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Hey! Where's the Swings?

Posted by on in Early Childhood
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How do you like to go up in a swing… up in the air so blue?” (Robert Lewis Stevenson)

I couldn’t even imagine a park without swings as a child. They were my absolute favorite and the first place I’d run when we got to the playground. I can remember back when, as a toddler, I would be so excited to get into those wood frame “baby swings". Mom or Dad would push from the front and I can still see their smiling faces moving away and then coming closer.

pushing baby on swing

But now, swings are methodically disappearing from parks, playgrounds, school yards, and child care centers. The reasons are nonsensical. Many maintain that swings have no value to children’s development and are hazardous. I would imagine Robert Lewis Stevenson is rolling over.

My good friend is a physical therapist and for years, she has been a swings advocate. I remember when our children were in third grade, the school was planning a new playground. She attended every planning meeting to talk about the value of swings and we ultimately got them.

My son is an occupational therapist and his wife, a physical therapist. I ran this topic by them last weekend and both were adamant about the benefits of swinging for children.

So, what are these benefits? Well, for those nay-sayers and skeptics, I guess it would be important to lay it all out.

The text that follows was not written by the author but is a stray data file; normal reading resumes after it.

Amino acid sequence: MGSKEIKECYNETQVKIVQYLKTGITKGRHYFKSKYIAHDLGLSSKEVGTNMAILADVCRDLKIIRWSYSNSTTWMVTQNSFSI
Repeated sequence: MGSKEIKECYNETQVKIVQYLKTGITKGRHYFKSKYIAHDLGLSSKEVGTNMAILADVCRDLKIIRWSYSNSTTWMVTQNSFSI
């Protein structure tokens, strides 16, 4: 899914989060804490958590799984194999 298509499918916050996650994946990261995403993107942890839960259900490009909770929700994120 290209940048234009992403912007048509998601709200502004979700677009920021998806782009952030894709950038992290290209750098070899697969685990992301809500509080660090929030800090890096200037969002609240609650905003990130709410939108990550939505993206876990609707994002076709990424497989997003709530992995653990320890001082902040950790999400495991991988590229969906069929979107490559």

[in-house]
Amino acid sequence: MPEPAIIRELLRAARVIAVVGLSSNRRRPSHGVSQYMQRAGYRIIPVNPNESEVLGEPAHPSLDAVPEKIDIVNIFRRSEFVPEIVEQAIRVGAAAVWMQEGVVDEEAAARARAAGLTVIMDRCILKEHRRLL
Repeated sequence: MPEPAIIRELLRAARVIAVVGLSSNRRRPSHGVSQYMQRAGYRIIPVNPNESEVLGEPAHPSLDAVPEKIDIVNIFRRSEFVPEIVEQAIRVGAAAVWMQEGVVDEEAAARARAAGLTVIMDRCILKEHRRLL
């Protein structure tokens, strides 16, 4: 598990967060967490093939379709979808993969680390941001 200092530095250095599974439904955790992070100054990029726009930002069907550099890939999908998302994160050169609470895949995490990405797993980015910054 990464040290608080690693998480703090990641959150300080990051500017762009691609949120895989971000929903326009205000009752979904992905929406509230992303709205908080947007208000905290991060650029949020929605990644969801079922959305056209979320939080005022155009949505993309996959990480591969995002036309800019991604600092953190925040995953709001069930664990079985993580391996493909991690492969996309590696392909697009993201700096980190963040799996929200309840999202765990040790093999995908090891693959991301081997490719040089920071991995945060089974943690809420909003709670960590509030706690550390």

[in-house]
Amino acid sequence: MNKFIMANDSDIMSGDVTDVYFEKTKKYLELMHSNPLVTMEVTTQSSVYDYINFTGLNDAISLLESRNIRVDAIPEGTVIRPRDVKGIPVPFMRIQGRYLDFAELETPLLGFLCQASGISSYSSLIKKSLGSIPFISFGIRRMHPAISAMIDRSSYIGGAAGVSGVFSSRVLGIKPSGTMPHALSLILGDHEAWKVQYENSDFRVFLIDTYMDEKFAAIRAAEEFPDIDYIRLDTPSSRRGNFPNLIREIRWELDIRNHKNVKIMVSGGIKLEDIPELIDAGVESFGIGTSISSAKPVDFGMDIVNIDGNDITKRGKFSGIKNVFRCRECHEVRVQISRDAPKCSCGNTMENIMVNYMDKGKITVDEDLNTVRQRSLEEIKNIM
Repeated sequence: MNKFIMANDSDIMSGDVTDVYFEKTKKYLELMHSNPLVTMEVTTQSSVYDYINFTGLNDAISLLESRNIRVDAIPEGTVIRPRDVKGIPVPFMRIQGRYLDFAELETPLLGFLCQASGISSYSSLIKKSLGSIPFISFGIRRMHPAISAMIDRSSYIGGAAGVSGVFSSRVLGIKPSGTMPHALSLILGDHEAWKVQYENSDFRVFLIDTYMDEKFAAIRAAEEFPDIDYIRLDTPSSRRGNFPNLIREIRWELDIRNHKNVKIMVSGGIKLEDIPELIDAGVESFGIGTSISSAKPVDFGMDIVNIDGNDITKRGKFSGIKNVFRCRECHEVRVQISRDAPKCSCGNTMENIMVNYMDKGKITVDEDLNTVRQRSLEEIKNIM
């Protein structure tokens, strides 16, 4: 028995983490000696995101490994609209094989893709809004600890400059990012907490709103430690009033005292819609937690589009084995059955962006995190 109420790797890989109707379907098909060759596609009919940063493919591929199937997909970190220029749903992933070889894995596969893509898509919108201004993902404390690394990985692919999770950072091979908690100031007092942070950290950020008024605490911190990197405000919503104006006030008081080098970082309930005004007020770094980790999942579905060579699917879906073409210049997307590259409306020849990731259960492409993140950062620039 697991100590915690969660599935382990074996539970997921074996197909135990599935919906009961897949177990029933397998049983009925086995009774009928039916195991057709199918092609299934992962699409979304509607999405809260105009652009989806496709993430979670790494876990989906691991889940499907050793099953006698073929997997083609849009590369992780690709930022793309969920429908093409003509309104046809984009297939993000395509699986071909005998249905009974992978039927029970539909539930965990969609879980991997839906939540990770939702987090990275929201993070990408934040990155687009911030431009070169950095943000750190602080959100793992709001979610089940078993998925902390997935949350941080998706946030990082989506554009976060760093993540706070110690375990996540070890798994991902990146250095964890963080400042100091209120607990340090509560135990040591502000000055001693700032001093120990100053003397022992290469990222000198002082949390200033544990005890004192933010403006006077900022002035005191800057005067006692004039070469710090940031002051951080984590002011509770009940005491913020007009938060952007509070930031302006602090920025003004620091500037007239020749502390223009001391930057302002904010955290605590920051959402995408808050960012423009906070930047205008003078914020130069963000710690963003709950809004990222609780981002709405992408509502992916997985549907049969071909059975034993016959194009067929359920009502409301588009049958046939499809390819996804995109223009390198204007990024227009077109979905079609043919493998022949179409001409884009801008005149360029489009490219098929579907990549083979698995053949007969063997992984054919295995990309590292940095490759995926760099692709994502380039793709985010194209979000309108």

Research demonstrates that swings are beneficial for physical, social, and cognitive development. They promote spacial awareness, perceptual and movement skills, good health, mental representation, social interaction, and sensory integration… which includes vestibular (balance) development.

When children are around 4, they learn to pump the swing to gain height and momentum. This works the abdominal muscles, involves control over the legs and trunk, and requires timing. My daughter-in-law says she prefers platform over strap swings, because they provide a more solid base for better posture when swinging. “But,” she was quick to add, “the strap swings also have benefits.” She educated me about the Golgi tendon organs. These are receptors located in the joints, that respond to pull on muscles and relay information about our body position- otherwise known as proprioceptive awareness. Strap swings, that hug the sides of the legs and hips, are valuable for this. The pressure can awaken those receptors and transmit the information more quickly.